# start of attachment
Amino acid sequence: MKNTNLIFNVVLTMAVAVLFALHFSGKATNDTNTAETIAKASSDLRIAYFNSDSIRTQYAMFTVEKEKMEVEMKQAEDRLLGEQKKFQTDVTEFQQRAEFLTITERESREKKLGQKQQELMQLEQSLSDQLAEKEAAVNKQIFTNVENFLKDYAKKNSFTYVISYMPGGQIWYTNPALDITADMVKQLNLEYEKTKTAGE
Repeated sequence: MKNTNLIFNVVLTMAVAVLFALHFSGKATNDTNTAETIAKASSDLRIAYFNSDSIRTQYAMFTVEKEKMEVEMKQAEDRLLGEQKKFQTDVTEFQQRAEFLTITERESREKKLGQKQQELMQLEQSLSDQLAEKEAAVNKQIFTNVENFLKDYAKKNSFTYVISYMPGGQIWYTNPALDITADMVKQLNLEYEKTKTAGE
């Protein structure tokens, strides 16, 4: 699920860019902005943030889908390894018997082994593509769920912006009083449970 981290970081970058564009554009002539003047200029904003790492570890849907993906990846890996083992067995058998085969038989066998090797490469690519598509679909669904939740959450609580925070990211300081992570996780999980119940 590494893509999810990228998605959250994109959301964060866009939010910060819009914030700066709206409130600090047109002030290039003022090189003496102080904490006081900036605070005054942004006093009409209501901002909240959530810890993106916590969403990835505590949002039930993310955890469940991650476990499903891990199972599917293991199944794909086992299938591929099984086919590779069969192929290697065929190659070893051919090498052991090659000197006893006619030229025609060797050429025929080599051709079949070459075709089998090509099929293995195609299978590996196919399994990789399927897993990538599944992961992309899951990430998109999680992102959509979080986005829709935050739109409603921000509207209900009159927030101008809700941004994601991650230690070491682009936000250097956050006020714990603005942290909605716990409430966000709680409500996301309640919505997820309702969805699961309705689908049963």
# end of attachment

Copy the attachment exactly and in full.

Amino acid sequence: MKNTNLIFNVVLTMAVAVLFALHFSGKATNDTNTAETIAKASSDLRIAYFNSDSIRTQYAMFTVEKEKMEVEMKQAEDRLLGEQKKFQTDVTEFQQRAEFLTITERESREKKLGQKQQELMQLEQSLSDQLAEKEAAVNKQIFTNVENFLKDYAKKNSFTYVISYMPGGQIWYTNPALDITADMVKQLNLEYEKTKTAGE
Repeated sequence: MKNTNLIFNVVLTMAVAVLFALHFSGKATNDTNTAETIAKASSDLRIAYFNSDSIRTQYAMFTVEKEKMEVEMKQAEDRLLGEQKKFQTDVTEFQQRAEFLTITERESREKKLGQKQQELMQLEQSLSDQLAEKEAAVNKQIFTNVENFLKDYAKKNSFTYVISYMPGGQIWYTNPALDITADMVKQLNLEYEKTKTAGE
């Protein structure tokens, strides 16, 4: 699920860019902005943030889908390894018997082994593509769920912006009083449970 981290970081970058564009554009002539003047200029904003790492570890849907993906990846890996083992067995058998085969038989066998090797490469690519598509679909669904939740959450609580925070990211300081992570996780999980119940 590494893509999810990228998605959250994109959301964060866009939010910060819009914030700066709206409130600090047109002030290039003022090189003496102080904490006081900036605070005054942004006093009409209501901002909240959530810890993106916590969403990835505590949002039930993310955890469940991650476990499903891990199972599917293991199944794909086992299938591929099984086919590779069969192929290697065929190659070893051919090498052991090659000197006893006619030229025609060797050429025929080599051709079949070459075709089998090509099929293995195609299978590996196919399994990789399927897993990538599944992961992309899951990430998109999680992102959509979080986005829709935050739109409603921000509207209900009159927030101008809700941004994601991650230690070491682009936000250097956050006020714990603005942290909605716990409430966000709680409500996301309640919505997820309702969805699961309705689908049963």